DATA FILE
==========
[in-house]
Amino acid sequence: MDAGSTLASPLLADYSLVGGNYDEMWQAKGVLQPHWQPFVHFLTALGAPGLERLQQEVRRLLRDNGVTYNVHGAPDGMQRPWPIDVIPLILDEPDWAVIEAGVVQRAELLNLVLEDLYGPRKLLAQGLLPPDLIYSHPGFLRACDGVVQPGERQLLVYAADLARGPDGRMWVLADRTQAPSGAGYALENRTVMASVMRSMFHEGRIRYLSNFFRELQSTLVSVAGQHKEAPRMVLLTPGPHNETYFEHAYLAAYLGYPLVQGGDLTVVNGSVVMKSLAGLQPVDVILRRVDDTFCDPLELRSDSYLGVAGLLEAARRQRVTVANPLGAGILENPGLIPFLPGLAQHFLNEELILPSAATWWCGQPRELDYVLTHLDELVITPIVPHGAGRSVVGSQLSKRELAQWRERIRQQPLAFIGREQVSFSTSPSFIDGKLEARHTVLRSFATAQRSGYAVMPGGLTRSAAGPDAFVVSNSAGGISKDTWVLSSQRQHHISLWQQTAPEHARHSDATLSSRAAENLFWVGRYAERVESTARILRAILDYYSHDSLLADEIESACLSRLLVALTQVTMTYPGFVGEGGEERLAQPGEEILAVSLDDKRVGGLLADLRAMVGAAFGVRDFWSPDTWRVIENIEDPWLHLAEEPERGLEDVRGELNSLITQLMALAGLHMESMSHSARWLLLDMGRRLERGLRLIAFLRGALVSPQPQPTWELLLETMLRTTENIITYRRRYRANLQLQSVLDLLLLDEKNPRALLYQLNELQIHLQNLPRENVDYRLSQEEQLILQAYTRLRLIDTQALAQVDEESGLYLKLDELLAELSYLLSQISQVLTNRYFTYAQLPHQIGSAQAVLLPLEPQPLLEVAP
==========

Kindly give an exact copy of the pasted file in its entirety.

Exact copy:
[in-house]
Amino acid sequence: MDAGSTLASPLLADYSLVGGNYDEMWQAKGVLQPHWQPFVHFLTALGAPGLERLQQEVRRLLRDNGVTYNVHGAPDGMQRPWPIDVIPLILDEPDWAVIEAGVVQRAELLNLVLEDLYGPRKLLAQGLLPPDLIYSHPGFLRACDGVVQPGERQLLVYAADLARGPDGRMWVLADRTQAPSGAGYALENRTVMASVMRSMFHEGRIRYLSNFFRELQSTLVSVAGQHKEAPRMVLLTPGPHNETYFEHAYLAAYLGYPLVQGGDLTVVNGSVVMKSLAGLQPVDVILRRVDDTFCDPLELRSDSYLGVAGLLEAARRQRVTVANPLGAGILENPGLIPFLPGLAQHFLNEELILPSAATWWCGQPRELDYVLTHLDELVITPIVPHGAGRSVVGSQLSKRELAQWRERIRQQPLAFIGREQVSFSTSPSFIDGKLEARHTVLRSFATAQRSGYAVMPGGLTRSAAGPDAFVVSNSAGGISKDTWVLSSQRQHHISLWQQTAPEHARHSDATLSSRAAENLFWVGRYAERVESTARILRAILDYYSHDSLLADEIESACLSRLLVALTQVTMTYPGFVGEGGEERLAQPGEEILAVSLDDKRVGGLLADLRAMVGAAFGVRDFWSPDTWRVIENIEDPWLHLAEEPERGLEDVRGELNSLITQLMALAGLHMESMSHSARWLLLDMGRRLERGLRLIAFLRGALVSPQPQPTWELLLETMLRTTENIITYRRRYRANLQLQSVLDLLLLDEKNPRALLYQLNELQIHLQNLPRENVDYRLSQEEQLILQAYTRLRLIDTQALAQVDEESGLYLKLDELLAELSYLLSQISQVLTNRYFTYAQLPHQIGSAQAVLLPLEPQPLLEVAP